Inglis Shipyard becomes the Riverside Museum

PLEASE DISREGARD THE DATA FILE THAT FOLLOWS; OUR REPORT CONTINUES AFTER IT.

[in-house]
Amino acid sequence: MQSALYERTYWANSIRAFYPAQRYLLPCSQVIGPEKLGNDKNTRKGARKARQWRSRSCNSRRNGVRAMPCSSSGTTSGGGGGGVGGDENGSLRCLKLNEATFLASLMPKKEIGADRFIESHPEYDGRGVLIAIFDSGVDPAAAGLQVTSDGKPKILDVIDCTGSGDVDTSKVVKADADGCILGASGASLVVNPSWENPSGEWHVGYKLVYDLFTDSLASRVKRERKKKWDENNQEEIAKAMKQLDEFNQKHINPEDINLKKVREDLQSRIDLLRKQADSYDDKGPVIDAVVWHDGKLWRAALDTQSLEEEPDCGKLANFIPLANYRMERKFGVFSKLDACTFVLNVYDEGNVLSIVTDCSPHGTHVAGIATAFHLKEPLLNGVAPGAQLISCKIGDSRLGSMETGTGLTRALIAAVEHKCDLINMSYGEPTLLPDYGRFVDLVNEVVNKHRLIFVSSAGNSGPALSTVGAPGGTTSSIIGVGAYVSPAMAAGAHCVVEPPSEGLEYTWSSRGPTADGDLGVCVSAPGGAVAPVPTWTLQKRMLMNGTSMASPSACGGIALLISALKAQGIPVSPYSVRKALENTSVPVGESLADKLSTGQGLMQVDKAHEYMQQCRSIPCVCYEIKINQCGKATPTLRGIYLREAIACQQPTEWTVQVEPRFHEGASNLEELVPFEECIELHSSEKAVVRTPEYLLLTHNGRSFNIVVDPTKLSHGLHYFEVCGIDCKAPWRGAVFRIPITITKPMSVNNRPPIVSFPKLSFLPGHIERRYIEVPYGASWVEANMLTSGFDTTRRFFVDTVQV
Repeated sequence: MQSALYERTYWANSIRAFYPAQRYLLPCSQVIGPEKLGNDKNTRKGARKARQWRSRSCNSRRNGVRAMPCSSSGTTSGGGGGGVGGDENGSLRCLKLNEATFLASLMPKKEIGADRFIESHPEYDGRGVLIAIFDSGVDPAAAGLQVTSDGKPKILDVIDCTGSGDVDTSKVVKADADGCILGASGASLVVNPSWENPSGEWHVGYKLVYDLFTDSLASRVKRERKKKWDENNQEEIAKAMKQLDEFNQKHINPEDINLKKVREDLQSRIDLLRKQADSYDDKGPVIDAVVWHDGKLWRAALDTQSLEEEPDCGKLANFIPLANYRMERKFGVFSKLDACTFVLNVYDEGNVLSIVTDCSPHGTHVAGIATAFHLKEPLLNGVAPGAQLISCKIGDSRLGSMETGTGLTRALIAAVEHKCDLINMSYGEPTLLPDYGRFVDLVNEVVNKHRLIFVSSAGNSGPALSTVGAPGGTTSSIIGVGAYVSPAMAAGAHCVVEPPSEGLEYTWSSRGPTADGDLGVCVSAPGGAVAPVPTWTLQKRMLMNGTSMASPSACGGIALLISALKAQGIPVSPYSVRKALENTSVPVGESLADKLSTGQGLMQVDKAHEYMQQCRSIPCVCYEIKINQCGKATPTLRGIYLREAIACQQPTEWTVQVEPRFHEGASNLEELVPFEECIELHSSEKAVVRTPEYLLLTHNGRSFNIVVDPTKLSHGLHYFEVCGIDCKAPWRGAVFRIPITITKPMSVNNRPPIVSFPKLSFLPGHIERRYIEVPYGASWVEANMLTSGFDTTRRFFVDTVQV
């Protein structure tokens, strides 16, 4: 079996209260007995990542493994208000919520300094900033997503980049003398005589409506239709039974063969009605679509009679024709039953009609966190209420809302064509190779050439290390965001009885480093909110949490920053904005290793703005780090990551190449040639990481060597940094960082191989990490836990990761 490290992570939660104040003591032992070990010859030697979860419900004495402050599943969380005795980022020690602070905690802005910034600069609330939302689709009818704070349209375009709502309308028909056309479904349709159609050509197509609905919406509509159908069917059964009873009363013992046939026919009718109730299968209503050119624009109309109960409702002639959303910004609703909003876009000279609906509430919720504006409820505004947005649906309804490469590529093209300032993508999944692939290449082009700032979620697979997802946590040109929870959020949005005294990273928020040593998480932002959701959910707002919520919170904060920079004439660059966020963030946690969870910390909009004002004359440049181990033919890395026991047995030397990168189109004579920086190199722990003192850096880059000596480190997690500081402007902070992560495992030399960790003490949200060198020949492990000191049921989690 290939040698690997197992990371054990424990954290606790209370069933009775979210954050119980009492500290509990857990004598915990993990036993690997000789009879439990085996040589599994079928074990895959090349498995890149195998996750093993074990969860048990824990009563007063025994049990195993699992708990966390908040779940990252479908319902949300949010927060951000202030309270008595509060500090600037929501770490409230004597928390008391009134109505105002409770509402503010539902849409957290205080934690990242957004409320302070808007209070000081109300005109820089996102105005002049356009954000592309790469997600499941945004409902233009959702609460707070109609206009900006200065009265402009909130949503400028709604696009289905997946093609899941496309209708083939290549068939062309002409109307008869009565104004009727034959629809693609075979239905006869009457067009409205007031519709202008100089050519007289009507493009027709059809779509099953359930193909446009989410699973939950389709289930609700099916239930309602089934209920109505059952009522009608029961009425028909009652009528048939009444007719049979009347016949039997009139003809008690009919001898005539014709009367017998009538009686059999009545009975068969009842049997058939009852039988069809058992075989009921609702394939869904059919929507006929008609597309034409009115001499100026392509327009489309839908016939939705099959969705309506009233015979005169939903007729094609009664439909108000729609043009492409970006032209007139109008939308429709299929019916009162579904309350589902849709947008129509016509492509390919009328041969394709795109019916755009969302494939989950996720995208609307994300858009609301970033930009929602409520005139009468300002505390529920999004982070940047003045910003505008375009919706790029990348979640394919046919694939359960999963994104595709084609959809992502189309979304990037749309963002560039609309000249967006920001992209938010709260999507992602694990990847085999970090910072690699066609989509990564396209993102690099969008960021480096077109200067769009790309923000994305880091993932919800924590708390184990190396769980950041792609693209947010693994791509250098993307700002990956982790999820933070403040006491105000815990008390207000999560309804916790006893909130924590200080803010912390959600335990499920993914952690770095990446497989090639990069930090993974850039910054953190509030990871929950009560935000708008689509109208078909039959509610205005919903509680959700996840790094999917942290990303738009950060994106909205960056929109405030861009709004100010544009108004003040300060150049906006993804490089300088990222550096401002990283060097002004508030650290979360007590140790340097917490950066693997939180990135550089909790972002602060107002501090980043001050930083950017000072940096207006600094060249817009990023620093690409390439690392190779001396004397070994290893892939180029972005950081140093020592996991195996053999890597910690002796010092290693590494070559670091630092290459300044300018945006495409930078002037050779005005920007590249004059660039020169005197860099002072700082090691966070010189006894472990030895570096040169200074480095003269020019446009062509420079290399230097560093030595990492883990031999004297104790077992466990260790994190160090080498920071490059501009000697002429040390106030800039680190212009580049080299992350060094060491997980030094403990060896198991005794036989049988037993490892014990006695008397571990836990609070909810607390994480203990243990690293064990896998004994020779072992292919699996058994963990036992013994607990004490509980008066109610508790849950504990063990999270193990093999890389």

As 2010 enters its final fortnight we reflect that next year will see the opening of the new £80m Riverside Museum (of Transport and maritime heritage) on Pointhouse Quay at the confluence of the Rivers Clyde and Kelvin. The titanium and glass clad museum building occupies the site of a famous Glasgow shipyard, the Pointhouse yard, opened in 1863 by the brothers Anthony and John Inglis, who had peviously built marine engines and other engineering products at their works in Warroch Street, off Anderston Quay. Inglis shipyard at Pointhouse was in production for almost exactly a century,during which time the firm produced about 500 ships of a range in size and type that would, undoubtedly, surprise the huge number of international tourists that will visit the Riverside Museum in the next few years. They were, of course, well known as builders of paddle steamers including Waverley and Maid of the Loch, two of the few remaining Clyde-built ships of this type. However, Inglis paddle steamers could be found much further afield than the home market - they featured in the fleets of the Bay Steamers company of Melbourne, South Australia, the earltest Yangtse-river steamers of Swire's China Navigation Company and, prominently, in the fleets of Nicolas Mihanovich and the Entre Rios Railway companies on the River Plate between Buenos Aires and Montevideo and further into the interior of the South American continent. The Mihanovich paddlers were significantly larger than their Clyde counterparts and the Entre Rios ships were built as train ferries rather than passenger boats.